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Bodyguards are no longer bodyguards. They're now executive protection specialists.

Upscale tobacco shops no longer sell used pipes. They're estate pipes.Nor did the Pacific Gas & Electric nuclear power plant lose money last year. What really happened was this: "Gross income was insufficient to cover normal operating expenses, and thus had a depressing effect on earnings."

In other words, the abuse of language continues.

The latest examples have been gathered by the National Council of Teachers of English. So far, it seems, it has not been a good year.

A "friendly" receptionist, for example, isn't good enough these days. Modern employers are looking for those with the ability to liaise effectively.

And old people are no longer senior citizens. These days, they're chronologically gifted. The Smith Ranch retirement community in California has gone even further. Instead of retirement, they use the word disengagement "to signify this different stage of life."

When in doubt, the new rule seems to be this: Always use extra words. A senior vice president at GE wanted to say that exporting is hard, but wise. It came out this way: "Globalization is difficult to implement and achieve, but the long-term rewards are that you wind up in an enviable and defensible market position."

Big words will also do - especially words seldom heard before. Why have women been buying fewer clothes lately? A Dean Witter Reynolds analyst insisted it isn't because of higher prices. It's that women are overinventoried.

Similarly, the Montblanc pen company is loathe to admit its latest model is made of plastic. In reality, says Montblanc, it's crafted of precious polished resin. Which is plastic.

Razors have become hair removal systems, wool is now altitute fleece, poor is psychosocially deprived, and insurance policies have turned into wealth creation policies. Libraries don't buy books anymore; they acquisition them. Nor do they cancel magazine subscriptions; they deselect them.

Stock brokers, meanwhile, will do all they can to avoid the word "crash." When the Dow plunged over 500 points in October 1987, it was referred to as nothing more than an abrupt downdraft in the equity markets.

Sex researchers no longer describe sexual activity as sexual activity. It's now fertility behavior.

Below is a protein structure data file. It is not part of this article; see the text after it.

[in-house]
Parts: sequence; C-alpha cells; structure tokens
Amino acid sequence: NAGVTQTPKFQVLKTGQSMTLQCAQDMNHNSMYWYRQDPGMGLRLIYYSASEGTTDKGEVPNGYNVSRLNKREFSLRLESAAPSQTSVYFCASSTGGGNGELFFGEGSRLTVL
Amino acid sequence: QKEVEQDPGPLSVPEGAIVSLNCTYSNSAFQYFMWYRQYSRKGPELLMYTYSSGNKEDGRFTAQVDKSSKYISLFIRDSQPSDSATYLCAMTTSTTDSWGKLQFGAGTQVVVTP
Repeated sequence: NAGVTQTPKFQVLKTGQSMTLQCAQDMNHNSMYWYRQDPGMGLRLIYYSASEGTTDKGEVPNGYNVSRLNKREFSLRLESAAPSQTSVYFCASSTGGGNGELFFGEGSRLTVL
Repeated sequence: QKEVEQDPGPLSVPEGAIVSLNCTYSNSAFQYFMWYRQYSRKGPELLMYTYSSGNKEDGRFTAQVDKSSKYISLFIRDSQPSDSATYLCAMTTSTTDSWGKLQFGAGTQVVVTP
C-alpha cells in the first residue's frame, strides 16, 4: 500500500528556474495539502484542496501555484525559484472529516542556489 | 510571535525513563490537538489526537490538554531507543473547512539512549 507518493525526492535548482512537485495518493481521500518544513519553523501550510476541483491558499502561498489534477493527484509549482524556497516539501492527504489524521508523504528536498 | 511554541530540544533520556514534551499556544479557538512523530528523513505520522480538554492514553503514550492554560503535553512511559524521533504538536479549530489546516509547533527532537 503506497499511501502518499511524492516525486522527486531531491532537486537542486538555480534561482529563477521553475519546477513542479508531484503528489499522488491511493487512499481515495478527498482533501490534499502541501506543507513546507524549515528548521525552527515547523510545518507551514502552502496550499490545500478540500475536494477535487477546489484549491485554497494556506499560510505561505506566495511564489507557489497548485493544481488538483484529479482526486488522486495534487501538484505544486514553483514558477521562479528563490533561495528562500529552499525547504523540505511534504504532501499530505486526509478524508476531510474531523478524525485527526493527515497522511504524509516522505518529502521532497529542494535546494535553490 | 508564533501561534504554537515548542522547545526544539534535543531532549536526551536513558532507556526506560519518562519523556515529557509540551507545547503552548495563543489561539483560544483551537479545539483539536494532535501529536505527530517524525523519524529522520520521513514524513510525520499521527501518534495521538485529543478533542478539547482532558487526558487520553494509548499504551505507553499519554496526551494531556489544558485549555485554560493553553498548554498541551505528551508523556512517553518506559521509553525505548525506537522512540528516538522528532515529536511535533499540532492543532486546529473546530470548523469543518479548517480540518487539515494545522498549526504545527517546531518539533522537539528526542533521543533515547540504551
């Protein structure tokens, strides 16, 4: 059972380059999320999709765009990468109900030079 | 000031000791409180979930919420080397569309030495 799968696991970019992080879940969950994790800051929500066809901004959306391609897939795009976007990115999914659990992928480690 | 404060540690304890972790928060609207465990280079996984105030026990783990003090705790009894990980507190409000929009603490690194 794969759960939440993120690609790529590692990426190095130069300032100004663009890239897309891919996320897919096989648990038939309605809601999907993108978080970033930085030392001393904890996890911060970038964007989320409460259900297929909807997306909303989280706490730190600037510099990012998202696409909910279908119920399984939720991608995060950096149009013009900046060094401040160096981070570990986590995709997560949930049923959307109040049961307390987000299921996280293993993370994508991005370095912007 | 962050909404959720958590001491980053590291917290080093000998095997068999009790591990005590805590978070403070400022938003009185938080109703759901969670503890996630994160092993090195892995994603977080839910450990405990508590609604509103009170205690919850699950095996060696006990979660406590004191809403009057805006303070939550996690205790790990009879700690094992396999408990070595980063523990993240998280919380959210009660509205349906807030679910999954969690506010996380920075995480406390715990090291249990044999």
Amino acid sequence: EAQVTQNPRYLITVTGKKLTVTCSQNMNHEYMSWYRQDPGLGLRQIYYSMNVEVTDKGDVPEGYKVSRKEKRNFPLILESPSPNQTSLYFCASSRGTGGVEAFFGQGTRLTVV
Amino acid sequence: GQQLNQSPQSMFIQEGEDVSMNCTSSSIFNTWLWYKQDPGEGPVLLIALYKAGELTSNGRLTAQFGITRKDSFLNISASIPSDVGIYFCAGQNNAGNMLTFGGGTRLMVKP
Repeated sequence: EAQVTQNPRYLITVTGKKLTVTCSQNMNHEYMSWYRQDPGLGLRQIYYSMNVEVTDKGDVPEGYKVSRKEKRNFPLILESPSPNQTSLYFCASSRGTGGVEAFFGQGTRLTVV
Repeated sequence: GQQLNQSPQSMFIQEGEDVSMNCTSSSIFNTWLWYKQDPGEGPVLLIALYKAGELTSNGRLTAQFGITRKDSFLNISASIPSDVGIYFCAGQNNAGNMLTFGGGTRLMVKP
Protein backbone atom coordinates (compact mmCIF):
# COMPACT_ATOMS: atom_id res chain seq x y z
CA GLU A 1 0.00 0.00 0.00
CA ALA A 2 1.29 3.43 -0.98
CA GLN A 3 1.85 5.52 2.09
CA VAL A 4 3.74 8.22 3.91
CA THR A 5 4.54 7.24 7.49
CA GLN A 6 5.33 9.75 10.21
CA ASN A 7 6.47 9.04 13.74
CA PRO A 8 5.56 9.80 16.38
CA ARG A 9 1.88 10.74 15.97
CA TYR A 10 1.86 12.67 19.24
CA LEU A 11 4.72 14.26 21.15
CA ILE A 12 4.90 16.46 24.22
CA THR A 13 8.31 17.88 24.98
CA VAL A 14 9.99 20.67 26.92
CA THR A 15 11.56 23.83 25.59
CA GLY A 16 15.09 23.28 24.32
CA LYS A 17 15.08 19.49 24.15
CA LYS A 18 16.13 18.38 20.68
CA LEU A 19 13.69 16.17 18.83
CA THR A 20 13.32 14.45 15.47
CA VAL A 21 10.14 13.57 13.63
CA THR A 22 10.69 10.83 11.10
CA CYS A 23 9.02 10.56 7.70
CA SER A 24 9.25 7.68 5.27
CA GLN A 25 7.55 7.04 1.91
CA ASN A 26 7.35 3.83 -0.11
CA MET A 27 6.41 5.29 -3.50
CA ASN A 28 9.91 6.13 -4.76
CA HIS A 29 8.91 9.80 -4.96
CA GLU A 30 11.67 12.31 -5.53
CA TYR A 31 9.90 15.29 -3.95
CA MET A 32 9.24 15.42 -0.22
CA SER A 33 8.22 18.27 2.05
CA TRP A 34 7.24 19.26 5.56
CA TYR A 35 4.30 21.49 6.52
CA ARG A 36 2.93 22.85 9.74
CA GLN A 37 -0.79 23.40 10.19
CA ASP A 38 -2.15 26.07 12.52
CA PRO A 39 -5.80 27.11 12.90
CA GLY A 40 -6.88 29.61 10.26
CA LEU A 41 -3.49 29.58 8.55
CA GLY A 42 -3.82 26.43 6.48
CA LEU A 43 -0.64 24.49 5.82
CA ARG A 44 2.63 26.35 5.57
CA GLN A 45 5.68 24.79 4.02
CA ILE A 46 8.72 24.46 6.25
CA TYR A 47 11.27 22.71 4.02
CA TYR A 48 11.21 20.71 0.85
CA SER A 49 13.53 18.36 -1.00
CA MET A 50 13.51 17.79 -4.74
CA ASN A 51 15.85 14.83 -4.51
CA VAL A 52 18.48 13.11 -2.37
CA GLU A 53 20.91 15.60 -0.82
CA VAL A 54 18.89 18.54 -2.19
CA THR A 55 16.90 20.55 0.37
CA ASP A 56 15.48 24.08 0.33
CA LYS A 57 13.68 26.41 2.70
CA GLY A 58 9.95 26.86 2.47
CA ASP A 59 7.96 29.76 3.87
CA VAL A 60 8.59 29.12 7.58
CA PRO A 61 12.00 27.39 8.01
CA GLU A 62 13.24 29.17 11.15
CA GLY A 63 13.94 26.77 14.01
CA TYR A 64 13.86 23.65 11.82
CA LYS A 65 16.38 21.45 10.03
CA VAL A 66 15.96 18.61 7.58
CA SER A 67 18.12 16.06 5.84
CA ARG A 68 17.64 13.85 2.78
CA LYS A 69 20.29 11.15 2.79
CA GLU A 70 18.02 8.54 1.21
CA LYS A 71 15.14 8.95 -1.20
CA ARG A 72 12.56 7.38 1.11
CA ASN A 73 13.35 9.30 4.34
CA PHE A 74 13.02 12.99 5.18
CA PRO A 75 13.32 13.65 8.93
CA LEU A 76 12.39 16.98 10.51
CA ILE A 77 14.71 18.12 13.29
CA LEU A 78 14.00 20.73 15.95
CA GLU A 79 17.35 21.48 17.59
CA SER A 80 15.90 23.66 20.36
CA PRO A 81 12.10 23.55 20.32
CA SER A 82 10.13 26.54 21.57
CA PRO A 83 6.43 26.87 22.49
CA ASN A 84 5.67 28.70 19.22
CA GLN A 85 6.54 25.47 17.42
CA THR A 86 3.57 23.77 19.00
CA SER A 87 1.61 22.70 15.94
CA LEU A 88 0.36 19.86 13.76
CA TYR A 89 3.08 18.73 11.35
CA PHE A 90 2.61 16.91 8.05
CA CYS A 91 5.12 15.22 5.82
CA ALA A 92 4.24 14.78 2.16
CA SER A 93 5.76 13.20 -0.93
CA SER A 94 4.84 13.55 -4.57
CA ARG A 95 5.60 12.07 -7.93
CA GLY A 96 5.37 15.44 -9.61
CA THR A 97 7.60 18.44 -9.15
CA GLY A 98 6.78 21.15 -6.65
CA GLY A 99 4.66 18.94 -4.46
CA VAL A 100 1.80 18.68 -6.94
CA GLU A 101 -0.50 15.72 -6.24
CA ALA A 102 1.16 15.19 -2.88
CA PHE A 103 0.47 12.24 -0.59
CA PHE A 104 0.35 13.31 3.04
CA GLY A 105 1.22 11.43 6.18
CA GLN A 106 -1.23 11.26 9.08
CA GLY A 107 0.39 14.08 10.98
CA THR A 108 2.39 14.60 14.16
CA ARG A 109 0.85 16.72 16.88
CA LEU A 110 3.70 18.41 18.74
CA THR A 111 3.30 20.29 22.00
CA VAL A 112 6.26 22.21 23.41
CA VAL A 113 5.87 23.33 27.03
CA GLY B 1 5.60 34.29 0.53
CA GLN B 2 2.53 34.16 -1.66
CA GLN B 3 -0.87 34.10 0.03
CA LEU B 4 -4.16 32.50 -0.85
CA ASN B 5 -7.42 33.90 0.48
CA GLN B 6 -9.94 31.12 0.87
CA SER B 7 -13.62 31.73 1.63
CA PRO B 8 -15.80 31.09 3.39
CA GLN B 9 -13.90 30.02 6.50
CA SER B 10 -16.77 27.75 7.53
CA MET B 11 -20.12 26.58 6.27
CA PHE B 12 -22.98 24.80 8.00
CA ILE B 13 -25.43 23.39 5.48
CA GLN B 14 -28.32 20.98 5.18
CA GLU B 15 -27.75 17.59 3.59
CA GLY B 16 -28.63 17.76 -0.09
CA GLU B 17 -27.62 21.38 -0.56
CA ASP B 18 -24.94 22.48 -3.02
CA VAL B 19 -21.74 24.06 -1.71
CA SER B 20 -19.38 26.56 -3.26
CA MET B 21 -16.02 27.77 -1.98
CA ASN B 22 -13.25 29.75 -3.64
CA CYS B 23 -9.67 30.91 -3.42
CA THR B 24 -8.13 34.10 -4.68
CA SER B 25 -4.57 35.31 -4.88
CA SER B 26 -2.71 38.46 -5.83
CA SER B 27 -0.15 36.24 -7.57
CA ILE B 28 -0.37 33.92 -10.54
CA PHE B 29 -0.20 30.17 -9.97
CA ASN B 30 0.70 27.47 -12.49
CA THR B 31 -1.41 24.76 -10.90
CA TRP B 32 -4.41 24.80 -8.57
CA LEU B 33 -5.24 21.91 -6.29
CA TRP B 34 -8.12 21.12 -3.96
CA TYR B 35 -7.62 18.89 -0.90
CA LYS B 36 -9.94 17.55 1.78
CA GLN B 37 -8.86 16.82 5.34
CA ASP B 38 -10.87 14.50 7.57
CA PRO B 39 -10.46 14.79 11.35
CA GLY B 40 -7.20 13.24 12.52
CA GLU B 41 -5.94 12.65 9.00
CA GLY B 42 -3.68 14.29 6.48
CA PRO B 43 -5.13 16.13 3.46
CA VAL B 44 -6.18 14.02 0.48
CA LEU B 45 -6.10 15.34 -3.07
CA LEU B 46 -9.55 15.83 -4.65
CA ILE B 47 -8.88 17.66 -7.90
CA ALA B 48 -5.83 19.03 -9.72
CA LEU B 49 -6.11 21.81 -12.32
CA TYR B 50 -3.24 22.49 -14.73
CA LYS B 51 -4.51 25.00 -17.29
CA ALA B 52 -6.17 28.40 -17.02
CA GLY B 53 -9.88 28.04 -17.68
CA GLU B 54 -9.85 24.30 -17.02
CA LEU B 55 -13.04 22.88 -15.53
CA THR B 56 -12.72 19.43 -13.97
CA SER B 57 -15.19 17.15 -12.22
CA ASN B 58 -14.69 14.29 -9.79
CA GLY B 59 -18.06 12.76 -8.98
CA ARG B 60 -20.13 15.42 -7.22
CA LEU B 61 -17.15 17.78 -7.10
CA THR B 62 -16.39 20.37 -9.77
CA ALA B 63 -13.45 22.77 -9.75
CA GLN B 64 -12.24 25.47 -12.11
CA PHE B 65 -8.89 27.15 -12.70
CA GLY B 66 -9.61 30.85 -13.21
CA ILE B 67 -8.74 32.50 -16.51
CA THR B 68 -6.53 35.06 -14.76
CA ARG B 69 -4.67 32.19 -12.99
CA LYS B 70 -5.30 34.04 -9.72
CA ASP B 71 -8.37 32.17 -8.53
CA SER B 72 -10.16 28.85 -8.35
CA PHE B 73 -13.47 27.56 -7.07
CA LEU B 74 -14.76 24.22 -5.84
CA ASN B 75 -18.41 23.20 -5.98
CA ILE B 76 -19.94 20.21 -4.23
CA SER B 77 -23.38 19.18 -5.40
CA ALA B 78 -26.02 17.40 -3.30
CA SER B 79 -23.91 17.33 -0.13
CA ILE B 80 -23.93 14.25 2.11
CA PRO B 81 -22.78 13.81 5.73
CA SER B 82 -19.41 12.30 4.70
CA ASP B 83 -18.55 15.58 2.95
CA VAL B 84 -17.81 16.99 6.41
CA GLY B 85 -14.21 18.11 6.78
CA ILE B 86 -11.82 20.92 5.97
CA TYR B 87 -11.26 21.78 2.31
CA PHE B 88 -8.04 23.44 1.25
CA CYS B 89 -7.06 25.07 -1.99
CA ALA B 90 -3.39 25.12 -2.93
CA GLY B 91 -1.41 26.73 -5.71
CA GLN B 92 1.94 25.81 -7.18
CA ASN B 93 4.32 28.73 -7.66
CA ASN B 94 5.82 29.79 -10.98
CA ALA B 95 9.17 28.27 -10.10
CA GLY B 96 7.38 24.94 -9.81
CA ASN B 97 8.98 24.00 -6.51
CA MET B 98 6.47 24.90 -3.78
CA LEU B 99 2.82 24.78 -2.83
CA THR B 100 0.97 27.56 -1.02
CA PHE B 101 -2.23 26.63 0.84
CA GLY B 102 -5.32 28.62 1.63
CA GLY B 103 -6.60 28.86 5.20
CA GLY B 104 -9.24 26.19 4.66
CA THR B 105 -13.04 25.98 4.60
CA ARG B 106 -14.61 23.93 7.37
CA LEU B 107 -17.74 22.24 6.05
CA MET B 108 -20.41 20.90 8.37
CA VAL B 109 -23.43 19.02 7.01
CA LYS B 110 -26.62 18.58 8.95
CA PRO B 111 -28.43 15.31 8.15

In Oregon, a university professor has gone beyond assigning his students reading. Instead, he asks them to interact with print.

And there's no reason to see evil in hostile takeover artists. In truth, corporate raiders are nothing more than unaffiliated corporate restructurers who seek to take advantage of suboptimal asset allocation.

If you're looking for the Budget Division of the New York Housing Authority, you won't find it anymore. It's been renamed the Salary and Personnel Action Implementation Division.

In California, political fund-raisers are seeking to tangibilitize grass roots. That means getting supporters to send donations.

And an attorney in the same state, representing a man charged with murder, insisted on his innocence this way: "He was unable to conform his conduct to the law."

Meter maids have become traffic safety assistants, prisons are prerelease centers and the New York public library now provides cassettes for print-handicapped persons.

Looking for the dump? In most places, they're called landfills. In Kansas City, they've gone a step further. There, the city dump is a resource development park.

I decided to try stringing some of these phrases together. It came out this way:

A chronologically gifted male, upset at the recent abrupt downdraft in the equity markets, and finding himself suddenly psychosocially deprived, was unable to conform his conduct to the law during breakfast at his disengagement community. He will be spending the next 40 years in a prerelease center. His friends are urged to tangibilitize his appeals fund.